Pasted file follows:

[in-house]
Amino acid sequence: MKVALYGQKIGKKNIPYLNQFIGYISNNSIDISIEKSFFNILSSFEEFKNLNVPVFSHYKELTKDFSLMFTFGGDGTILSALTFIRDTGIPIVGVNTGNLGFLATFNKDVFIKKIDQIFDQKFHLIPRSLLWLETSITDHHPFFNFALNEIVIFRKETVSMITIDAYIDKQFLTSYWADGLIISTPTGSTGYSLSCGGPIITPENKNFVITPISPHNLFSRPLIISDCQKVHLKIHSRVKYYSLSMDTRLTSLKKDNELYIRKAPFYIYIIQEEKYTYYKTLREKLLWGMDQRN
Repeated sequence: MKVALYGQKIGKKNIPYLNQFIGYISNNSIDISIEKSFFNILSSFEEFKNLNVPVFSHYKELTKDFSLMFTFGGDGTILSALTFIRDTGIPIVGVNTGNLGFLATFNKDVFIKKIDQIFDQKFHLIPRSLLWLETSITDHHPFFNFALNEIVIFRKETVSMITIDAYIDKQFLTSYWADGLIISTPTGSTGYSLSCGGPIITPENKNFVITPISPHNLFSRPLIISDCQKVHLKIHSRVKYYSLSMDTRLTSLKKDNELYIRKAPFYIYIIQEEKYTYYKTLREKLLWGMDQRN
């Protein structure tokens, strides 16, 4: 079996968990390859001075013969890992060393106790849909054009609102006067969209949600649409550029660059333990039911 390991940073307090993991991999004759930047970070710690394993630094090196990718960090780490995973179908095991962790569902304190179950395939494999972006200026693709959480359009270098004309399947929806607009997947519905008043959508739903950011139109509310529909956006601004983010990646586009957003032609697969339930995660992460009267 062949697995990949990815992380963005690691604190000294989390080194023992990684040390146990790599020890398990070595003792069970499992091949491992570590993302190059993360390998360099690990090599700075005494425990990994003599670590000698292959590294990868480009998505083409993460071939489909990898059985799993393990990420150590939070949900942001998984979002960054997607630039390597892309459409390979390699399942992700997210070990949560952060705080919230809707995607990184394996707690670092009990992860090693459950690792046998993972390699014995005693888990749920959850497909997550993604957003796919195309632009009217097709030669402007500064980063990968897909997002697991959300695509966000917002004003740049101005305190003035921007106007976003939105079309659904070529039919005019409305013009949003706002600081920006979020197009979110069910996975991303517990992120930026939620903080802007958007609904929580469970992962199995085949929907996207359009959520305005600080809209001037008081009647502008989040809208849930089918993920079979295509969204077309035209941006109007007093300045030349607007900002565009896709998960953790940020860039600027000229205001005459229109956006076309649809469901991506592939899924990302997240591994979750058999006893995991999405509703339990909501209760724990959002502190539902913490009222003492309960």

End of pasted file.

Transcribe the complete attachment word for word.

[in-house]
Amino acid sequence: MKVALYGQKIGKKNIPYLNQFIGYISNNSIDISIEKSFFNILSSFEEFKNLNVPVFSHYKELTKDFSLMFTFGGDGTILSALTFIRDTGIPIVGVNTGNLGFLATFNKDVFIKKIDQIFDQKFHLIPRSLLWLETSITDHHPFFNFALNEIVIFRKETVSMITIDAYIDKQFLTSYWADGLIISTPTGSTGYSLSCGGPIITPENKNFVITPISPHNLFSRPLIISDCQKVHLKIHSRVKYYSLSMDTRLTSLKKDNELYIRKAPFYIYIIQEEKYTYYKTLREKLLWGMDQRN
Repeated sequence: MKVALYGQKIGKKNIPYLNQFIGYISNNSIDISIEKSFFNILSSFEEFKNLNVPVFSHYKELTKDFSLMFTFGGDGTILSALTFIRDTGIPIVGVNTGNLGFLATFNKDVFIKKIDQIFDQKFHLIPRSLLWLETSITDHHPFFNFALNEIVIFRKETVSMITIDAYIDKQFLTSYWADGLIISTPTGSTGYSLSCGGPIITPENKNFVITPISPHNLFSRPLIISDCQKVHLKIHSRVKYYSLSMDTRLTSLKKDNELYIRKAPFYIYIIQEEKYTYYKTLREKLLWGMDQRN
């Protein structure tokens, strides 16, 4: 079996968990390859001075013969890992060393106790849909054009609102006067969209949600649409550029660059333990039911 390991940073307090993991991999004759930047970070710690394993630094090196990718960090780490995973179908095991962790569902304190179950395939494999972006200026693709959480359009270098004309399947929806607009997947519905008043959508739903950011139109509310529909956006601004983010990646586009957003032609697969339930995660992460009267 062949697995990949990815992380963005690691604190000294989390080194023992990684040390146990790599020890398990070595003792069970499992091949491992570590993302190059993360390998360099690990090599700075005494425990990994003599670590000698292959590294990868480009998505083409993460071939489909990898059985799993393990990420150590939070949900942001998984979002960054997607630039390597892309459409390979390699399942992700997210070990949560952060705080919230809707995607990184394996707690670092009990992860090693459950690792046998993972390699014995005693888990749920959850497909997550993604957003796919195309632009009217097709030669402007500064980063990968897909997002697991959300695509966000917002004003740049101005305190003035921007106007976003939105079309659904070529039919005019409305013009949003706002600081920006979020197009979110069910996975991303517990992120930026939620903080802007958007609904929580469970992962199995085949929907996207359009959520305005600080809209001037008081009647502008989040809208849930089918993920079979295509969204077309035209941006109007007093300045030349607007900002565009896709998960953790940020860039600027000229205001005459229109956006076309649809469901991506592939899924990302997240591994979750058999006893995991999405509703339990909501209760724990959002502190539902913490009222003492309960």